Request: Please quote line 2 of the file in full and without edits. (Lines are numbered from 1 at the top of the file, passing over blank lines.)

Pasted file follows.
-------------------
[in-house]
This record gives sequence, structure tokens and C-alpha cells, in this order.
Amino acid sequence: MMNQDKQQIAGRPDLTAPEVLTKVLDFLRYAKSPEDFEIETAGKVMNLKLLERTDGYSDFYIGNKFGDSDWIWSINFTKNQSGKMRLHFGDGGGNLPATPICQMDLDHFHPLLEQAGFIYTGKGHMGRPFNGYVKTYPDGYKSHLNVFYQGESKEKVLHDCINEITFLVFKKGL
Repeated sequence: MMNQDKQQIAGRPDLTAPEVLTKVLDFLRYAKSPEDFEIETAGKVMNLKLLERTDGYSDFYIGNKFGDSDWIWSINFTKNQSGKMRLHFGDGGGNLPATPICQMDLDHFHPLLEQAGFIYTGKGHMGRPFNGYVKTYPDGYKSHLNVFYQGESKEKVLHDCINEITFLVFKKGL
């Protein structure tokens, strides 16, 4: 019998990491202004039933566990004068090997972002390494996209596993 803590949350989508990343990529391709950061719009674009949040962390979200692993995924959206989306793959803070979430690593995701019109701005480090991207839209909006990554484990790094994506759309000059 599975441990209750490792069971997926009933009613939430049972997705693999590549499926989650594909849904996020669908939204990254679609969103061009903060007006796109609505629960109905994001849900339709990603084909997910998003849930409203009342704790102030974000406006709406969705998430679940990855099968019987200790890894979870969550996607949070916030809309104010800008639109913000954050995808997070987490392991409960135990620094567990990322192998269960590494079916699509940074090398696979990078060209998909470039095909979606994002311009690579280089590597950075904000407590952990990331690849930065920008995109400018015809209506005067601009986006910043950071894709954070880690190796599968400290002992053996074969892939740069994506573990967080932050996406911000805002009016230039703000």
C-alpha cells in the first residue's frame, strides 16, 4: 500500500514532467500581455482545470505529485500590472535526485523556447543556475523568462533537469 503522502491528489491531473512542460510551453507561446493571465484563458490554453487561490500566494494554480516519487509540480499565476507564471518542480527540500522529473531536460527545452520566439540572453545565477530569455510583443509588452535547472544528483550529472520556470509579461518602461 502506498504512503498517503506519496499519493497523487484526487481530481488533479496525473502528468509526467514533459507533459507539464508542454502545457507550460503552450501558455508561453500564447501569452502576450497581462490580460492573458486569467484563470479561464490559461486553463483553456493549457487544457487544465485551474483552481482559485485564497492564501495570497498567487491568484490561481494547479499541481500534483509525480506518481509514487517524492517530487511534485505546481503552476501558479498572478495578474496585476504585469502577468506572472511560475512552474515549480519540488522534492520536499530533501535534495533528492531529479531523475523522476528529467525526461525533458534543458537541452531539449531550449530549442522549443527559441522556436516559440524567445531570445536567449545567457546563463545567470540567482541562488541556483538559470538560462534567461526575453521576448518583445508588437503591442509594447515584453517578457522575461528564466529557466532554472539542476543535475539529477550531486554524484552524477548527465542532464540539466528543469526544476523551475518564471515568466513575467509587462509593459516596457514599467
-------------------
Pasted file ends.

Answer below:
This record gives sequence, structure tokens and C-alpha cells, in this order.